Good morning. Nowruz, the Persian New Year, is tomorrow, and, if the feasting and exchanging of presents will be muted this year because of the pandemic, we’ve still got loads of recipes appropriate to the holiday. Take a look at Samin Nosrat’s khoresh-e fesenjoon, for instance, a Persian chicken stew with pomegranate molasses and walnuts (above). You could serve that with sabzi polo, herbed rice with tahdig, and salad-e shirazi, a salad of cucumber, tomatoes and onion. That would be a very nice meal. (And it would yield tremendous leftovers, too.)
Passover, meanwhile, doesn’t start until the 27th, but my inbox is already filling with requests for recipes to use for the smaller gatherings required by this pandemic year.
Susan Spungen to the rescue! She’s got an ace lineup prepared, recipes you could bookmark for later or make right away, in a kind of practice round. (I find that making a dish for the first time for a holiday is a recipe for … stress.) Take a look at her chicken with apricots, green olives and shallots. She has a marvelous whole roasted cauliflower with pistachio-cilantro pesto. Here’s a lovely matzo brei frittata. And some sweet potatoes with tsimmes glaze. Coconut macaroons with chocolate for dessert? Yes, please.
Not that Joan Nathan has been slacking. For the holiday this year, she checked in on a particular Passover dish and spoke to its preparation across different branches of one family: saffron fish with red peppers. You could make that on Saturday night!
All of our Passover recipes are here. If they’re of limited interest, that’s cool: We’ve got a big tent. You could make Yotam Ottolenghi’s new recipe for cheesy baked polenta in tomato sauce instead. Or my old no-recipe recipe for New Mexican Hot Dish. Hey, this could be your weekend for shrimp burgers.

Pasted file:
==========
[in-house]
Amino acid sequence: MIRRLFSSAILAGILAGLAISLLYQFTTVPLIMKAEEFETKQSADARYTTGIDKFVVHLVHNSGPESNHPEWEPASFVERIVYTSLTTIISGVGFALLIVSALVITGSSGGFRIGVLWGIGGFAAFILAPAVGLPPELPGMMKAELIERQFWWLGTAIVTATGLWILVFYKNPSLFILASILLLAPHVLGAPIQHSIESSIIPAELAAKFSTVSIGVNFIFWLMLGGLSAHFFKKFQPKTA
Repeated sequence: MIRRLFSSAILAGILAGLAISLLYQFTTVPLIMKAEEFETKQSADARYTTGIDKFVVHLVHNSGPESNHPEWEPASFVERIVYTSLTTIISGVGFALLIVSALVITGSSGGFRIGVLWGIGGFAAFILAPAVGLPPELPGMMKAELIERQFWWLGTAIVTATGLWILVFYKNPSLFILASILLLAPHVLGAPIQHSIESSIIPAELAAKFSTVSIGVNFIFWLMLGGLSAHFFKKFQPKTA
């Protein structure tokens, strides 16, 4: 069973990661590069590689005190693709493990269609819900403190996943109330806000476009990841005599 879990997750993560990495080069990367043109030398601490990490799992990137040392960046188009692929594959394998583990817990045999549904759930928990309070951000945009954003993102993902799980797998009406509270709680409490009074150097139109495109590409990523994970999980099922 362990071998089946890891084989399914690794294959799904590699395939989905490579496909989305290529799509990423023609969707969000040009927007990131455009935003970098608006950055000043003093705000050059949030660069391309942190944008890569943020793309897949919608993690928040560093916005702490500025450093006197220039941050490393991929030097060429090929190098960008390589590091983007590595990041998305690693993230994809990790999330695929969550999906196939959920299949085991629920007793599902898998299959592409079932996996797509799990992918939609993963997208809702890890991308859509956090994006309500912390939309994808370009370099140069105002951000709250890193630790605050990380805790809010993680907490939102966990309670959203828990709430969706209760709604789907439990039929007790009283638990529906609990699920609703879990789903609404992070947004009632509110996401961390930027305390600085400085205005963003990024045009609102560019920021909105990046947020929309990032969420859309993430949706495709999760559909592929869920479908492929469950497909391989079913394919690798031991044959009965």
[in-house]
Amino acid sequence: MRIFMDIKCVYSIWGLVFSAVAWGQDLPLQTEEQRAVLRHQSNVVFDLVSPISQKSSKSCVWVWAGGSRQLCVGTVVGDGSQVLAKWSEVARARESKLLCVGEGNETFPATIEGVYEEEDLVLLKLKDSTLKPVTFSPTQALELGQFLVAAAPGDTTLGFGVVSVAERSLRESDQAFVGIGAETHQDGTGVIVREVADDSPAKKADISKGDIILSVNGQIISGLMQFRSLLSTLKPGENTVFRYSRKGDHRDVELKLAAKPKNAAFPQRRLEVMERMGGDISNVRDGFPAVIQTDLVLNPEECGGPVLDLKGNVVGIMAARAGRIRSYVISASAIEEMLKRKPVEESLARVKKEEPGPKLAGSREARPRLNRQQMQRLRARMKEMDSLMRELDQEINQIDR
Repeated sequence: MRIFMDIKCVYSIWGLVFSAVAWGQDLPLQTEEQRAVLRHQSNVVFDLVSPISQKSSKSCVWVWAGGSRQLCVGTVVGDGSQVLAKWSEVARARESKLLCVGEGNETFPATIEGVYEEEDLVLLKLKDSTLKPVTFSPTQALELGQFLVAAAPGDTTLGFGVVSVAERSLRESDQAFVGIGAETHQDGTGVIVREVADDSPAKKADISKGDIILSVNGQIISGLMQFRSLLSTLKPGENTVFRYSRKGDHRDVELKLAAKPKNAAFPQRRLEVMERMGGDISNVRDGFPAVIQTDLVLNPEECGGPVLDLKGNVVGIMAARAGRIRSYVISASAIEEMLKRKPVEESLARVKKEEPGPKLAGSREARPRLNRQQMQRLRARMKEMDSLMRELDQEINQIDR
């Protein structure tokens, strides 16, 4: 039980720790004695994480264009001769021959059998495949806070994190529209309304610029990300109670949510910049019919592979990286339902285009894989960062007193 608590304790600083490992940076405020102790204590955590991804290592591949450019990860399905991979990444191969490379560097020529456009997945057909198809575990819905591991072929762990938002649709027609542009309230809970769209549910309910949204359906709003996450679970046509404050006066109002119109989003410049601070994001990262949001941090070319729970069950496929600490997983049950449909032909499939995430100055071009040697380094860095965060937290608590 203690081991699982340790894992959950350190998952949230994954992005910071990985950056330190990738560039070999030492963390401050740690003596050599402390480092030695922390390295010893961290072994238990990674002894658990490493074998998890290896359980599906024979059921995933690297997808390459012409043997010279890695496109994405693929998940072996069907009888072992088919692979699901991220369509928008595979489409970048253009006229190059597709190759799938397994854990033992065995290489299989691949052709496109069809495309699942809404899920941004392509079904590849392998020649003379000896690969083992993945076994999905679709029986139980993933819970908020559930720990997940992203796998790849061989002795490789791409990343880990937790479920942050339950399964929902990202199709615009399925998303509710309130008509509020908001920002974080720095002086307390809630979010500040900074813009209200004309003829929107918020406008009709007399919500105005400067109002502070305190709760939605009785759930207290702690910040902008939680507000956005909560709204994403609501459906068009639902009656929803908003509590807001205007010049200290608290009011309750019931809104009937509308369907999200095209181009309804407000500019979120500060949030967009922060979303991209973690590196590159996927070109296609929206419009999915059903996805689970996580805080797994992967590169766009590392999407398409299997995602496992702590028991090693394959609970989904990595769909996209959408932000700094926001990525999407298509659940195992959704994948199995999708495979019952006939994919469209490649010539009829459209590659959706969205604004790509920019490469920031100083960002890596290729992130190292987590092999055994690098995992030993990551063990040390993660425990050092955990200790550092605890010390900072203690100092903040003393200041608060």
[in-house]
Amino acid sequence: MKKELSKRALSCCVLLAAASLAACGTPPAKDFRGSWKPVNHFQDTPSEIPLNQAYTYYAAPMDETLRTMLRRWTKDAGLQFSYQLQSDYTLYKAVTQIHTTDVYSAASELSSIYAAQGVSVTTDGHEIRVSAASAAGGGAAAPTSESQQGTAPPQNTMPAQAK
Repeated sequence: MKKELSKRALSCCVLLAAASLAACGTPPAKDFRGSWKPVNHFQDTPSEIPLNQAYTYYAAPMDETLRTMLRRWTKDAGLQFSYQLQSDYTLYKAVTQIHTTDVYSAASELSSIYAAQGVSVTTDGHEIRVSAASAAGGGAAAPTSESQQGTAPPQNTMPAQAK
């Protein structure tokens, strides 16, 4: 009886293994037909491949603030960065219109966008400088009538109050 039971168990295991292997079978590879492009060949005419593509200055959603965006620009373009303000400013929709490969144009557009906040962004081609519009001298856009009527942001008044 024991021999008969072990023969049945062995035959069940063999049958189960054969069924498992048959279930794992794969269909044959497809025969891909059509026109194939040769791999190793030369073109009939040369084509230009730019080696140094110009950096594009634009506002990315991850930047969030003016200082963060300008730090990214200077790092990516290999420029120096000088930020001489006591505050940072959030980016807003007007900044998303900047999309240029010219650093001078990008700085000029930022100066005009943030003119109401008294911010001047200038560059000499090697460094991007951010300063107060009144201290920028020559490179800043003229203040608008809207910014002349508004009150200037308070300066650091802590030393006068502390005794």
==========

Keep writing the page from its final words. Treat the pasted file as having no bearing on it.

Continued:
There are thousands and thousands more recipes like that waiting for you on NYT Cooking. Go take a look and see what you find. Save the recipes you like and rate the ones you’ve made. You can leave notes on them, too, if you’ve come up with a hack or substitution you’d like to remember or share.
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Now, it’s a long walk from stand mixers and sheet pans, but I’ve been spending a lot of virtual time in Limburg, a Belgian province that borders the Netherlands, watching “Undercover,” a Dutch-language crime series on Netflix. It’s not great, but the scenery’s pretty and I like hearing Dutch.
Late to it, but Carl Hiaasen’s farewell column in the Miami Herald is, like all his work, worth savoring.
You should spend some time with Julia Moskin’s amazing Times article about a year in the life of the restaurants and food businesses along a stretch of Cortelyou Road in the Ditmas Park neighborhood of Brooklyn, where the pandemic brought hardship and opportunity in different measures.
Finally, do read Christopher Ketcham’s stinging indictment of the National Park Service, “The Business of Scenery,” in Harper’s. “If you love a place,” a retired ranger tells him, “don’t make it a national park.” I’ll see you on Sunday.
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